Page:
Vernon Smith on Behavioral in 2008

Like last week, this post is adjacent to the internet chattering over whether behavioral economics is “dead”.

Vernon Smith wrote a book Rationality in Economics that came out in 2008. I’m going to pull some quotes from that book that I think are relevant. This is not an attempt to summarize the main point of the book.

I began developing and applying experimental economics methods to the study of behavior and market performance in the 1950s and 1960s…

Preface, pg xiii

Repetitive or real-time action in incomplete information environments is an operating skill different from modeling based on the “given” information postulated to drive the economic environment that one seeks to understand in the sense of equilibrium, optimality, and welfare. This decision skill is based on a deep human capacity to acquire tacit knowledge that defies all but fragmentary articulation in natural or written language.

Preface, pg xv

I think that improved understanding of various forms of ecological rationality will be born of a far better appreciation that most of human knowledge of “how,” as opposed to knowledge of “that,” depends heavily on autonomic functions of the brain. Human sociality leads to much unconscious learning in which the rules and norms of our socioeconomic skills are learned with little specific instructions… Humans are not “thinking machines” in the sense that we always rely on self-aware cognitive processes…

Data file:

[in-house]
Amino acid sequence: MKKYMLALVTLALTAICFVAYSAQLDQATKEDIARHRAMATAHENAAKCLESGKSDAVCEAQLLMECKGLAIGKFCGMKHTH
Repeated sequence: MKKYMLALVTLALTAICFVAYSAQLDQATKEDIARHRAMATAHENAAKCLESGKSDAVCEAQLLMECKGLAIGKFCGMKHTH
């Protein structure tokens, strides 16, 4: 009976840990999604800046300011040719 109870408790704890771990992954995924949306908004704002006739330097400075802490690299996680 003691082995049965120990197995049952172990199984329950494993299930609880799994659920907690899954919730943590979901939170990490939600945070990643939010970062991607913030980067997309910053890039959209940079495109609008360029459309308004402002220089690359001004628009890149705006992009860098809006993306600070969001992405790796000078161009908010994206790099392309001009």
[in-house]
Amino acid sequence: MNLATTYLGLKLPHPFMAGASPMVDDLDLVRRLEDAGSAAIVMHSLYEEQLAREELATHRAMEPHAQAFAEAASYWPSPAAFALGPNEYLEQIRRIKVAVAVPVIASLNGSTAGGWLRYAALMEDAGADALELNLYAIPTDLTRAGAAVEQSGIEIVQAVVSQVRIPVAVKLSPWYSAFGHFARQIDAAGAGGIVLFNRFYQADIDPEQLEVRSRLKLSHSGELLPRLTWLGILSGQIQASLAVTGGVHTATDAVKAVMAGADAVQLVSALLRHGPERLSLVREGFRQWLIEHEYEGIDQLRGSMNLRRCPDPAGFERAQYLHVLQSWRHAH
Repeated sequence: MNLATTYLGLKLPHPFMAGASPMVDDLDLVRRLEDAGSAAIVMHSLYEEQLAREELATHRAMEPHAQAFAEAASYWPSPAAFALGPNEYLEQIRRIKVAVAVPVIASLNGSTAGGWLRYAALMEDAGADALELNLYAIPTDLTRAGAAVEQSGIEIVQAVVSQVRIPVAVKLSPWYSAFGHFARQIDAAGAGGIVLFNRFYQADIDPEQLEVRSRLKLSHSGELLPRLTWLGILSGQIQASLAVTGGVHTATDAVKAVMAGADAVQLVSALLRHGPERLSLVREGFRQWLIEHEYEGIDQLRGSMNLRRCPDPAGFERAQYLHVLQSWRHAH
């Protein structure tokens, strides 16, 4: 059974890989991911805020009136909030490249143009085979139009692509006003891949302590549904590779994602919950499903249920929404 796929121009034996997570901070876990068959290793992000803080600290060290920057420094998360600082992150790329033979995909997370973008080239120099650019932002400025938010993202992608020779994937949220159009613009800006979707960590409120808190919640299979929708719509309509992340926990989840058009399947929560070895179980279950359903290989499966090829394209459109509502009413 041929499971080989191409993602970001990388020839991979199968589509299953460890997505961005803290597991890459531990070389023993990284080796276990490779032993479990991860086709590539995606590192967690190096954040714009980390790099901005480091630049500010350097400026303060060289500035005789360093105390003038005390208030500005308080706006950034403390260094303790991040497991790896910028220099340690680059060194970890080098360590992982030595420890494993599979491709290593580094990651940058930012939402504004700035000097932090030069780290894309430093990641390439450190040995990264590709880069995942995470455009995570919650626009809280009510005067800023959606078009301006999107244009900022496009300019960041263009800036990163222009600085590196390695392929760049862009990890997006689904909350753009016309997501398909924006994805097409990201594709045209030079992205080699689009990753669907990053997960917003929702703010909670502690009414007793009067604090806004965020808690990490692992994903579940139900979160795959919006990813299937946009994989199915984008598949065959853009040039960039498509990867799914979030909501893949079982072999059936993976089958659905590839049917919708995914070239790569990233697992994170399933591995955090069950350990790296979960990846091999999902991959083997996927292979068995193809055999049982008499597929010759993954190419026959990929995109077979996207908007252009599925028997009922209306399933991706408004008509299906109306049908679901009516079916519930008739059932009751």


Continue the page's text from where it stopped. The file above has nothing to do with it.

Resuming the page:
Introduction, pg 5, emphasis his

Research in economic psychology[footnote 6] has prominently reported examples where “fairness” and other considerations are said to contradict the rationality assumptions… Footnote 6: I will use the term “economic psychology” generally to refer to cognitive psychology as it has been applied to economics questions, and to a third subfield of experimental methods in economics and recently product-differentiated as “behavioral economics”… Behavioral economists have made a cottage industry of showing that SSSM assumptions seem to apply almost nowhere… their research program has been a candidly deliberate search “Identifying the ways in which behavior differs from the standard model…”

Introduction, pg 22, italics mine

Vernon Smith doesn’t always like the direction of the behavioral economics literature as a whole, however he agrees in the book that humans don’t always behave rationally. Chapter 6 has the very un-fuzzy title FCC Spectrum Auctions and Combinatorial Designs. Here’s an example of the way Vernon uses the word behavioral, which I offer like I did last week as an example of how “behavioral” is never going away.

I will provide a brief review of the theoretical issues and some… experimental findings that bear most directly on the conceptual and behavioral foundation of the FCC design problem.

Chapter 6, pg 116

Unfortunately, the popular press… has often interpreted the contributions of Kahneman as proving that people are “irrational,” in the popular sense of stupid… In the Nobel interview, Kahneman seems clearly to be uncomfortable with this popular interpretation and is trying to correct it.

Chapter 7, pg 150

Chapter 7 is about loss aversion and fairness and any other “behavioral” phenomenon of interest. I recommend anyone who is following the current conversation to read all of Chapter 7 for yourself. Vernon sees the best in all whenever possible, despite being annoyed that certain academics have used a tool he developed to make points that he believes are wrong. He forges a way forward for everyone in this book.

Experiments help us understand how human beings who are prone to error can arrive at good outcomes when they are working within good/effective institutions.

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